“Facebook is a strong channel for us,” Bender explains. “We are also on Instagram, Twitter and Pinterest. Twitter is mostly for our international passengers because it’s very small in Denmark. Pinterest is really big in some markets, such as the USA, but not that big in northern Europe. We have it, but it’s our smallest channel. More is happening on Instagram. People love taking pictures at the airport. There are so many emotional pictures of people meeting and also saying farewell to each other. Coffee is very popular with the Danish, so there are lots of pictures with their Starbucks coffee.”
Entertain and inform
Beyond coffee, CPH’s passengers are hooked on entertainment and crave information. “Our strategy is to make the relationship with the airport into a journey. We’re doing that by giving information, by entertaining and by giving inspiration. We give general information that can, especially during the summer, be about how to get through the airport. We will post more films about how you prepare for security checks, what you need to pack into your suitcase, remember to take your belt off and so on. But it can also be information in concerned with irregularities and travel disruptions – a pilot strike, winter storm and so on. Then we use our social media a lot – but we especially like to entertain and inspire.”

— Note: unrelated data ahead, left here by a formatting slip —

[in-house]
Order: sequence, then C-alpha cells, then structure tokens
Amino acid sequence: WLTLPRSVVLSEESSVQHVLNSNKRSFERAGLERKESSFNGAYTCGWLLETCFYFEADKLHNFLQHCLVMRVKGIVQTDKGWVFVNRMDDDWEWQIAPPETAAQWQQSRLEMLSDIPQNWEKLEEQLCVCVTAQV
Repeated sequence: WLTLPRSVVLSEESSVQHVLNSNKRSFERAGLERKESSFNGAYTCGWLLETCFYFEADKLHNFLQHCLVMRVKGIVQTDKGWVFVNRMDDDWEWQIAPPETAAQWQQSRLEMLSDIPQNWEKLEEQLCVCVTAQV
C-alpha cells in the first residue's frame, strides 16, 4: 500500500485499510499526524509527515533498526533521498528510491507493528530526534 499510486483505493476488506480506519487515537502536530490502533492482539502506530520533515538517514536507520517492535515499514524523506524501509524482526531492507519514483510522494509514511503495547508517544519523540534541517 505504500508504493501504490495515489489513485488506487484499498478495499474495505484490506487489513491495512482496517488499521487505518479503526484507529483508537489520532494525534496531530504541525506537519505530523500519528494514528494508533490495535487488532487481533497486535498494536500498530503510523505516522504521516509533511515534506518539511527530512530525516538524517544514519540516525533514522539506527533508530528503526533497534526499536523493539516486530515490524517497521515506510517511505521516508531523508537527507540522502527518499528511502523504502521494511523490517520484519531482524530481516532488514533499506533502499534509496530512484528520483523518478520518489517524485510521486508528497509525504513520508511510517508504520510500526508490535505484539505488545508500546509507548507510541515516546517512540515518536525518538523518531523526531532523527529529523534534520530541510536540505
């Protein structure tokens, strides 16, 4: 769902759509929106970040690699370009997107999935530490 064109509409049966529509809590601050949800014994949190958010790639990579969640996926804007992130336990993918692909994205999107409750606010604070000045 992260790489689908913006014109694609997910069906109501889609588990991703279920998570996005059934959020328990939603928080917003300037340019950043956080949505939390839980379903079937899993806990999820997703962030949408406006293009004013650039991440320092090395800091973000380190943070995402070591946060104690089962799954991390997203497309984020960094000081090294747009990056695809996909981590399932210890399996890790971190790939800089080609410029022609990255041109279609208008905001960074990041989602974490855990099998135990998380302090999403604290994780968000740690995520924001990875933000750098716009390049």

CPH finds that content with a human touch works best in its market. “Two weeks ago we had a guy proposing to his girlfriend, who had been gone for six months,” Bender explains. “When she came out in the airport arrival hall, he had music and dancers, a band, and he proposed. We asked if it was okay to film it and put it on Facebook. Everybody loves things like that. That’s real entertainment. We also do inspiration. We try to make interesting posts and campaigns, but with a bit of a commercial message. We just had a film on Facebook about how fast you can get through the airport to buy a gift for your girlfriend, and more than one million people have seen it.”
Left: Facebook and Instagram are popular social media tools for Copenhagen Airport
Bender also suggests a balanced approach to content. “You have to make sure you have high engagement, because if you are commercial and post all the time, nobody wants to share. Nobody wants to ‘Like’ that. You have to make sure you really entertain,” she says.